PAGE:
In order to prevent costly fights in each state, the aftermarket part and repair associations drafted up voluntary agreements with the two largest automotive manufacturing associations. The agreement between the Automotive Aftermarket Industry Association (now known as Auto Care Association), Coalition for Auto Repair Equality, Alliance of Automobile Manufacturers and the Association of Global Automakers was signed in January of 2014.

This new agreement cancelled all pending legislation and stated that the provisions, which include making a standardized diagnostic interface available to owners and independent shops, would go into effect with model year 2018. The agreement is a huge win for independent shops and owners as it will allow them access to proprietary software functions at a cost.

Tesla got away scot-free on two fronts when it comes to this agreement.

First, since they are not a member of either of the two automaker groups that signed the agreement, they do not have to abide by it. Second, since the agreement was based on the Massachusetts law, it still included a franchise agreement as part of the description for a dealer in the agreement, so even if Tesla joined an alliance they would still be exempt.

This is great news for Tesla and their $600 a year maintenance plans as it will force owners to come back to their service facilities for repair. Owners will be stuck taking their cars to Tesla service centers since even replacements of door handles require a firmware reinstall using the Tesla software.

Tesla declined to comment, but Aaron Lowe of the Auto Care Association was more than happy to speak. His organization is one of the biggest proponents of allowing consumers and independent repair shops access to work on vehicles and was involved in the law and agreement discussed above. He confirmed that the 2018 national agreement did not apply to Tesla and that the automakers that did sign the agreement have to provide a standardized cloud solution for diagnostic software.

Tesla has advertised themselves as an open company that wants to advance electric vehicle development and released patents in order to assist others in developing EVs. The open patent policy has also done Tesla a lot of good in boosting their image and brand loyalty. Some Tesla owners are defending the automaker by stating it should not release service information as it may help others reverse engineer Tesla’s product and ruin its image if someone were to, let’s say, cause a fire from performing a repair on their own. Service information is not going to help another automaker reverse engineer any Tesla product. Instead, they are more likely to buy a car and tear it down to see what’s inside. I believe our right to own a vehicle includes repair and precludes any right Tesla might have to boost their public image.

I thought about paying the $30 for one hour of access by putting in a Massachusetts zip code. However, a Youtuber who did something similar and shared some information with his viewers is apparently being sued by Tesla, so I decided against it.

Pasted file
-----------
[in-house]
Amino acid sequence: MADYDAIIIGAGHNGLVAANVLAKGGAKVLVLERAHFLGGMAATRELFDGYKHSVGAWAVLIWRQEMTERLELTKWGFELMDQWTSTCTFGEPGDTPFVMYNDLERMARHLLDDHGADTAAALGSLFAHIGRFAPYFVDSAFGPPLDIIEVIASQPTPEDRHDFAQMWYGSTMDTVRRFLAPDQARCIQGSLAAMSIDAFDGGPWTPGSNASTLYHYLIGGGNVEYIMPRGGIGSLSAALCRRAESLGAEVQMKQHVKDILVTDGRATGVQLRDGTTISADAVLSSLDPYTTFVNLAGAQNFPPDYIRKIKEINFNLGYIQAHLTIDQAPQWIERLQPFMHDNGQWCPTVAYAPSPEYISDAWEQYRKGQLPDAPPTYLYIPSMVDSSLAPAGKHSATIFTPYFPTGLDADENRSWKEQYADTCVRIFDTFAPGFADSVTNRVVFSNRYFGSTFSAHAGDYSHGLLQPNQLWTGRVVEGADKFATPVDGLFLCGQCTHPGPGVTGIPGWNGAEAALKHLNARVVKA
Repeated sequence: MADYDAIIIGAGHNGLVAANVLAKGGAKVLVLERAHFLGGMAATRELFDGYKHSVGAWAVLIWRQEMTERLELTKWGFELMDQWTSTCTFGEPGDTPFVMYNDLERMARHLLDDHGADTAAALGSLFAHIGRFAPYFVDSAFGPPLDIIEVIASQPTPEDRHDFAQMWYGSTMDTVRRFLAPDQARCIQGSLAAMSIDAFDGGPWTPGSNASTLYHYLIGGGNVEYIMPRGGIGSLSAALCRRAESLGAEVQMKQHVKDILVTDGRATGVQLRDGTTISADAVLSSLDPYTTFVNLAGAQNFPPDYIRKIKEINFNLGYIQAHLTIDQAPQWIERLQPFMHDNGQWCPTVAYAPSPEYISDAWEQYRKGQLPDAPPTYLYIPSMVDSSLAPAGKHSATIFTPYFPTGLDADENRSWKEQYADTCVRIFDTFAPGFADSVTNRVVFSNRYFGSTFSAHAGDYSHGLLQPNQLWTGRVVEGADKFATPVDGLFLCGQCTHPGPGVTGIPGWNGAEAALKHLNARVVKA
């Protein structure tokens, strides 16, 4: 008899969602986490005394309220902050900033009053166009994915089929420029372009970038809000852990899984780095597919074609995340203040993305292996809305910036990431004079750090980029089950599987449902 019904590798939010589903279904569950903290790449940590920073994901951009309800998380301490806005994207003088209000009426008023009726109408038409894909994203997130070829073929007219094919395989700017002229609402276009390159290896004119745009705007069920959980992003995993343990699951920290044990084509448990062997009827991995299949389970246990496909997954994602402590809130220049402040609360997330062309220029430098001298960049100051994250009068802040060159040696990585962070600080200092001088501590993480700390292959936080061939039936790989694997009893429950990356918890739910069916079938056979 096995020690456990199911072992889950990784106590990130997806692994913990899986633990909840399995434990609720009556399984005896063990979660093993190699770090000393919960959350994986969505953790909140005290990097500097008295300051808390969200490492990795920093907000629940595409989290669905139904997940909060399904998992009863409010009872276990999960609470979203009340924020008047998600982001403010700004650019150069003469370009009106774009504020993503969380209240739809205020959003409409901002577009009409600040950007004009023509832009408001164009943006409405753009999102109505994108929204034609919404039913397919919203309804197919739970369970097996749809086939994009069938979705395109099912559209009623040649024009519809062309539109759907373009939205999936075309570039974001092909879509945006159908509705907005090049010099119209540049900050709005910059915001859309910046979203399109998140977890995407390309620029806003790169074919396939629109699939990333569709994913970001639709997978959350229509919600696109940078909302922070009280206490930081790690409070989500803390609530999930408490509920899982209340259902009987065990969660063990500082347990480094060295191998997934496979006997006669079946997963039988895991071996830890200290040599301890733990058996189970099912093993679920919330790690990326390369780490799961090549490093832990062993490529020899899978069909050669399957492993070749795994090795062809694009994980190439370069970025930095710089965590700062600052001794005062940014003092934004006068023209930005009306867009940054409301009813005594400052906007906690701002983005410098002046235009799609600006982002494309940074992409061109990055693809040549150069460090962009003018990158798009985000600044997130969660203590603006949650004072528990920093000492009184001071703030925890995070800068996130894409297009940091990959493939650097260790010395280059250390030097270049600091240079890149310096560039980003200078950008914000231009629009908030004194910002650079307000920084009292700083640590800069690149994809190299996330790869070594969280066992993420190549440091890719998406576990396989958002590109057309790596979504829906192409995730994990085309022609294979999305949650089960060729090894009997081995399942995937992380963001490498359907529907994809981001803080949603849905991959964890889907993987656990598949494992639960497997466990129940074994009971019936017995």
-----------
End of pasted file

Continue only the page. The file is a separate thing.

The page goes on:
On that note, Tesla is significantly more expensive than any other automaker when charging for service information. The Audi Service subscription allows 24-hour pass for $35, or a monthly pass for $250. This pass gives you access to service information along with with diagnostics and vehicle reflash software if you are an independent shop. Tesla, on the other hand, charges $100 for a 24-hour pass and $350 for a monthly pass for only the service information.

Tesla should be required to follow the path of the other automakers in providing service information and access to diagnostic software so owners and independent shops can repair their cars.

Maybe the industry groups I spoke with will take it up.

[Image Credit: Steve Jurvetson/ Flickr/ CC BY 2.0]

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  • NMGOM NMGOM on Oct 22, 2015

    Unlike the Model S, the upcoming Tesla Model X SUV will not live up to expectations nor be competitive with ICE SUV's that will also cost about $80K. Maybe that's why Elon said it's a little "crazy" to build this SUV. Why? Because battery-powered electric motors cannot sustain a high KW-output against a severe load for very long: the battery can't handle this mode without overheating and draining rapidly. It's no wonder that Tesla likes 0-60 acceleration for its sedan; its performance was "DNF" (overheating) around VIR when tested against comparable ICE cars (don't remember the number of laps). The test would be this: take a top quality ICE vehicle like the GMC Yukon Denali and load it with two passengers and 1,000 lbs of gear PLUS tow a 6000-lb boat with trailer. Do the same with the Model X. (That's Class-3 towing specs, alleged to be available for the Model X, but a Tesla engineer said it will do over 9,000 lbs.) Now use the new standard test (J2807) for other vehicles with these loads and tow-weights, and run them up Davis Dam Hill-climb**, a 12-mile length averaging a 5% grade. The rules are no overheating, no limp-home mode, and no speeds under 40 mph once that is achieved. Measure average speed and time to complete the run. Then do it with both again. And again: three times. Conditions: air-conditioner on full; no refueling; no recharging; no time lapse between runs. Let's see what happens... --------------- ** Here are some links that deal with new pickups doing this test, which is not exclusive to pickups: 1) http://special-reports.pickuptrucks.com/2015/01/2015-annual-physical-davis-dam-towing.html 2) http://special-reports.pickuptrucks.com/2011/08/2011-heavy-duty-hurt-locker-davis-dam-grade-climb.html --------------- ========================

  • NMGOM NMGOM on Oct 22, 2015

    According to today's "Autonews Now", Consumer Reports no longer recommends the Model S: http://www.autonews.com/article/20151021/VIDEO/310219962/autonews-now-ferrari-zips-onto-wall-street?cciid=email-autonews-annow =============